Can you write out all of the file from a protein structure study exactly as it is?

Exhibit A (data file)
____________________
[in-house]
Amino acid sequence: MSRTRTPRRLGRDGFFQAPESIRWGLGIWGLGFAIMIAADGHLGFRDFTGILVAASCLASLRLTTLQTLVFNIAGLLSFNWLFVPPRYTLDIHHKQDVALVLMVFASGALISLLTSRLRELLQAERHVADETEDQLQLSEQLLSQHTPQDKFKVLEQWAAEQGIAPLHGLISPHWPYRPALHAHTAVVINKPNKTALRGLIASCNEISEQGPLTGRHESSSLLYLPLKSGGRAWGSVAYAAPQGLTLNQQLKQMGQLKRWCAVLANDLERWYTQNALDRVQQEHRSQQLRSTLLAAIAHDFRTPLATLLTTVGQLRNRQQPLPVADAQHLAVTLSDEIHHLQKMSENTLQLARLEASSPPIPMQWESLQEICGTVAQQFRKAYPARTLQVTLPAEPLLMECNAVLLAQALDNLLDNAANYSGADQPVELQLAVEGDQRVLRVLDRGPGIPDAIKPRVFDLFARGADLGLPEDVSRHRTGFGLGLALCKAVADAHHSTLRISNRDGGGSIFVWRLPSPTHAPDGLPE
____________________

[in-house]
Amino acid sequence: MSRTRTPRRLGRDGFFQAPESIRWGLGIWGLGFAIMIAADGHLGFRDFTGILVAASCLASLRLTTLQTLVFNIAGLLSFNWLFVPPRYTLDIHHKQDVALVLMVFASGALISLLTSRLRELLQAERHVADETEDQLQLSEQLLSQHTPQDKFKVLEQWAAEQGIAPLHGLISPHWPYRPALHAHTAVVINKPNKTALRGLIASCNEISEQGPLTGRHESSSLLYLPLKSGGRAWGSVAYAAPQGLTLNQQLKQMGQLKRWCAVLANDLERWYTQNALDRVQQEHRSQQLRSTLLAAIAHDFRTPLATLLTTVGQLRNRQQPLPVADAQHLAVTLSDEIHHLQKMSENTLQLARLEASSPPIPMQWESLQEICGTVAQQFRKAYPARTLQVTLPAEPLLMECNAVLLAQALDNLLDNAANYSGADQPVELQLAVEGDQRVLRVLDRGPGIPDAIKPRVFDLFARGADLGLPEDVSRHRTGFGLGLALCKAVADAHHSTLRISNRDGGGSIFVWRLPSPTHAPDGLPE